One of my goals in life is to make book discussion leaders comfortable with the idea of using crime and mystery fiction titles in their book discussions. I have traveled far and wide to promote this idea but I have never been to England.
That is OK because they have P. D. James. Now in her ninety-first year, she is the author of twenty books, most of which feature her series detective Adam Dalgliesh. While many of her fiction books could work for a discussion, that is not why we are here today.
Having not only been an author of but also a lifelong reader of mystery fiction, James has just penned her thoughts on why readers read mystery fiction. She gives a great overview of the history (with an emphasis on the British efforts) and recommends some great titles from the past to consider for personal enjoyment and an education from the masters.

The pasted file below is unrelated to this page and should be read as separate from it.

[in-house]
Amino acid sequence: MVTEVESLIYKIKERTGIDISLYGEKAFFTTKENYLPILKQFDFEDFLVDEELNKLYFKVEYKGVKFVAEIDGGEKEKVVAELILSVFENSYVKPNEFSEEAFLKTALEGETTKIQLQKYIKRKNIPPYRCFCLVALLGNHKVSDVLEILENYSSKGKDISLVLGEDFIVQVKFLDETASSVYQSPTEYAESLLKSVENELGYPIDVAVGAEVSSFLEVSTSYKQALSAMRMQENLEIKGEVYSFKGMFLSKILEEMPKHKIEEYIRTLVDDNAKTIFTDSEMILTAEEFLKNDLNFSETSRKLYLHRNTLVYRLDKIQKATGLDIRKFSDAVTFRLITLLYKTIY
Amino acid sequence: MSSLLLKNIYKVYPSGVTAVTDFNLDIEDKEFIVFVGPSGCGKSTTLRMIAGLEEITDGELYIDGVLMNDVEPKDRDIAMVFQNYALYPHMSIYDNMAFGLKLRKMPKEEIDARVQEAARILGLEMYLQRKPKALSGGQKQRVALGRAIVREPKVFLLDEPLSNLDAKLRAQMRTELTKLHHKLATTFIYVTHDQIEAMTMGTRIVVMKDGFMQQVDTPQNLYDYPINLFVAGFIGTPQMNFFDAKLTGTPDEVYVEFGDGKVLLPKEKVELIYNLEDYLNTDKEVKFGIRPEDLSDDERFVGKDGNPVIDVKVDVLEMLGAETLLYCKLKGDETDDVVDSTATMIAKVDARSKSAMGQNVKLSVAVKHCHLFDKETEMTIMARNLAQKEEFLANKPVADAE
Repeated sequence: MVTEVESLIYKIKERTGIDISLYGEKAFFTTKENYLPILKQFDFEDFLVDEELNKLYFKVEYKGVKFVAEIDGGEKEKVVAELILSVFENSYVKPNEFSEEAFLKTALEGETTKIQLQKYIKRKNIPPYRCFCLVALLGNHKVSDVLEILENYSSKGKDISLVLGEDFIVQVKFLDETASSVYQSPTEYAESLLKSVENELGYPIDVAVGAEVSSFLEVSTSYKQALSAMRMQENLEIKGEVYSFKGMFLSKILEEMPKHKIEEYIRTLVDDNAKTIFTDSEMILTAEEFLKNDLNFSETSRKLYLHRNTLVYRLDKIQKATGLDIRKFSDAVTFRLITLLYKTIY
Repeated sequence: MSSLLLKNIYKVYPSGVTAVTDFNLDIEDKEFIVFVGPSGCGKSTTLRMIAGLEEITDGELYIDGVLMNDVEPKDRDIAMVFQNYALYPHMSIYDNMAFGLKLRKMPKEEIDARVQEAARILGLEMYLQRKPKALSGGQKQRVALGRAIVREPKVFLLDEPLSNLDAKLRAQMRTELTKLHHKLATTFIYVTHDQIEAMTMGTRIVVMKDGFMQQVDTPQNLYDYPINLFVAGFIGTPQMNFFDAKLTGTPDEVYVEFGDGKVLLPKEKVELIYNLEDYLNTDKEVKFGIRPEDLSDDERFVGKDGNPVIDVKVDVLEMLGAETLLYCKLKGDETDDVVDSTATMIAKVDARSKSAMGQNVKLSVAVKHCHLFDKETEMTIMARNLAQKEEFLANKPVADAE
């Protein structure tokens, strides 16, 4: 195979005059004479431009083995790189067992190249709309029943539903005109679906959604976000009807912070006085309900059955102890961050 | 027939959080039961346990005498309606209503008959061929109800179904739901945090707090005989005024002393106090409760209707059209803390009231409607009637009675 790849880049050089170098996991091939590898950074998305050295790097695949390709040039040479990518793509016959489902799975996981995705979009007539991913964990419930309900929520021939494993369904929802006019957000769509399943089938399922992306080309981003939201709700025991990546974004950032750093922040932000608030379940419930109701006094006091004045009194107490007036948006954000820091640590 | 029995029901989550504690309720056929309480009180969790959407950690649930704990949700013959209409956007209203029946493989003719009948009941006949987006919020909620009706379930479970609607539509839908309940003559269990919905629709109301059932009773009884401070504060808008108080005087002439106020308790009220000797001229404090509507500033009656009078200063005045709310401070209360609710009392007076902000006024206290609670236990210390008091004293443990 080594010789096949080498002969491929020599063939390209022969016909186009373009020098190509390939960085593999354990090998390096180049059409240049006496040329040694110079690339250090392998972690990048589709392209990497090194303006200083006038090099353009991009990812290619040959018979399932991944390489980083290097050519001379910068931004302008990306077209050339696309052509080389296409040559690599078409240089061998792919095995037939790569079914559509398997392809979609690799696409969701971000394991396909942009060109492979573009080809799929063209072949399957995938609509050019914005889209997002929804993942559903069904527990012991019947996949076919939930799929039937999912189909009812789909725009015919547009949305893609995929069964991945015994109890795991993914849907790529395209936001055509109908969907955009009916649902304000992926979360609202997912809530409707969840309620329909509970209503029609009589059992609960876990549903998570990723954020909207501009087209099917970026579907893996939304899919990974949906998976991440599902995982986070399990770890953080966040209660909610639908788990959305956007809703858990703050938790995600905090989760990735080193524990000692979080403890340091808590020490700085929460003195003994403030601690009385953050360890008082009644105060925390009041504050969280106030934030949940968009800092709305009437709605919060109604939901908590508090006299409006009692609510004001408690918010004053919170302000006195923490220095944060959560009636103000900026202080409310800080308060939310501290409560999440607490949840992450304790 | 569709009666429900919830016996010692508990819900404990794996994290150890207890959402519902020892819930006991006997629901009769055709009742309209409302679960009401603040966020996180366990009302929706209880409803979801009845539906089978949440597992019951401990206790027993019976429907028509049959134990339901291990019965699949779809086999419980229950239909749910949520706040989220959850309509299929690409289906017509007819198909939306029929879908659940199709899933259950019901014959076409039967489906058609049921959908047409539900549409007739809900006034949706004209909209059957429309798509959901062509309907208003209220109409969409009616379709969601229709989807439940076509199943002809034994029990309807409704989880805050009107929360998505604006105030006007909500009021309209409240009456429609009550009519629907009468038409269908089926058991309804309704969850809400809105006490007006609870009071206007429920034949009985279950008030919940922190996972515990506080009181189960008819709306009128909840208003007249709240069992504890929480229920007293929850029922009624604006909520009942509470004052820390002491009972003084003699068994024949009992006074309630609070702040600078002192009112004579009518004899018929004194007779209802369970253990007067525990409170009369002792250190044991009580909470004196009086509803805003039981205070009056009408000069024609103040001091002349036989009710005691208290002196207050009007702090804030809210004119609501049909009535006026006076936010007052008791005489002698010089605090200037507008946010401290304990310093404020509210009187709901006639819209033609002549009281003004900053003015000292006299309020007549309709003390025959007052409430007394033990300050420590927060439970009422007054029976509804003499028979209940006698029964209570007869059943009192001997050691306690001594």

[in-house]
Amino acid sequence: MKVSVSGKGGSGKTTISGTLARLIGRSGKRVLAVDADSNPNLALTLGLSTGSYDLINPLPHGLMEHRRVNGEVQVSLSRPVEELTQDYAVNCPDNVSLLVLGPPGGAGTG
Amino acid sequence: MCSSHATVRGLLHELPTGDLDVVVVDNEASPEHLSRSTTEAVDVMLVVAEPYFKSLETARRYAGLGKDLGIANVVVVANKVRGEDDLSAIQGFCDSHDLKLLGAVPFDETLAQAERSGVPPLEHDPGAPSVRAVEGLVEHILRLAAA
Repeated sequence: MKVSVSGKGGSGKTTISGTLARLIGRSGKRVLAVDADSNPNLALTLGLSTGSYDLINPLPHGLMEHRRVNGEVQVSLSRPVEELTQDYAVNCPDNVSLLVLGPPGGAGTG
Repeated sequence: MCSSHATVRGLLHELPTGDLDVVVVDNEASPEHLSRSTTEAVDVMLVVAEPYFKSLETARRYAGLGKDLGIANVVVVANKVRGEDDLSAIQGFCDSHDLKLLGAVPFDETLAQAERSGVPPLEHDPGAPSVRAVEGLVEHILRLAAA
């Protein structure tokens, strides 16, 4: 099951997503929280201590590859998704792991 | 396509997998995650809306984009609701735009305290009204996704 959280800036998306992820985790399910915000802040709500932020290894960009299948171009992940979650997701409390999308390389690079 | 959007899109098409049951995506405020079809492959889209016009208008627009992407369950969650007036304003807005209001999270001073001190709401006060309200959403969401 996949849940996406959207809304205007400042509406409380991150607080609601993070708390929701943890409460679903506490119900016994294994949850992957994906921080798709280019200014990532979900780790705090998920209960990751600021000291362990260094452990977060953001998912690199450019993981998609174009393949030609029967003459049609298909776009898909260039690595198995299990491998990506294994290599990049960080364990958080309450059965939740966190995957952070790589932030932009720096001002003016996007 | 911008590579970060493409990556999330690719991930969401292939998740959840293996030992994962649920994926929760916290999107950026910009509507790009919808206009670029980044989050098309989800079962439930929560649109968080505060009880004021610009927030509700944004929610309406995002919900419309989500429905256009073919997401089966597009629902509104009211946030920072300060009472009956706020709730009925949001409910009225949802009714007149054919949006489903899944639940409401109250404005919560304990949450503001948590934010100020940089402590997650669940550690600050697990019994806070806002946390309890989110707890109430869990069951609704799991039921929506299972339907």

But the real strength of this book is her understanding of what the appeal of a mystery is. One of my favorite observations from her is “our interest is not primarily in the investigation of the murder, but in the tragic fate of those involved.” (pg. 7)
For years I have been telling leaders who report failure at leading a mystery book discussion that they have picked novels that are great for a few hours of reading pleasure but lack the punch to sustain a discussion. James says, “If the detective story is to be more than an ingenious puzzle, the murderer must be more than a conventional cardboard stereotype to be knocked down in the last chapter, and the writer who can solve the problem of enabling the reader at some point to share the murderer’s compulsions and inner life, so that he becomes more than a necessary character to serve the plot, will have a chance of writing a novel which is more than a lifeless if entertaining conundrum.”
She makes many other valid points throughout this book that would be of interest to book discussion leaders and reader’s advisory librarians. Reading James’s book was like sitting next to my new (and smarter) best friend and nodding a lot.